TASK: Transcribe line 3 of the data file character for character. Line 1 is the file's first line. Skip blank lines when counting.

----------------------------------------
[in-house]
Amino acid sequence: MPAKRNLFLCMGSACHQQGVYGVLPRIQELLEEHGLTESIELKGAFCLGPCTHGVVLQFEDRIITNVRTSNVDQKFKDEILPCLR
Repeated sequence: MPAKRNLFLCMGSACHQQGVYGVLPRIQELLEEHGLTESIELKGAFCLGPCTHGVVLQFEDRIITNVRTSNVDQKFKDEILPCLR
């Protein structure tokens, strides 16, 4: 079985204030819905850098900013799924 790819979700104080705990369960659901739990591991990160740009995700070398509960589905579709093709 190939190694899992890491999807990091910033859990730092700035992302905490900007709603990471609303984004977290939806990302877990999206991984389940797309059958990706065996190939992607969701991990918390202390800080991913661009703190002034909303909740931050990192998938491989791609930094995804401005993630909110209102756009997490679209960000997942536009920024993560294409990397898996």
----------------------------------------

Repeated sequence: MPAKRNLFLCMGSACHQQGVYGVLPRIQELLEEHGLTESIELKGAFCLGPCTHGVVLQFEDRIITNVRTSNVDQKFKDEILPCLR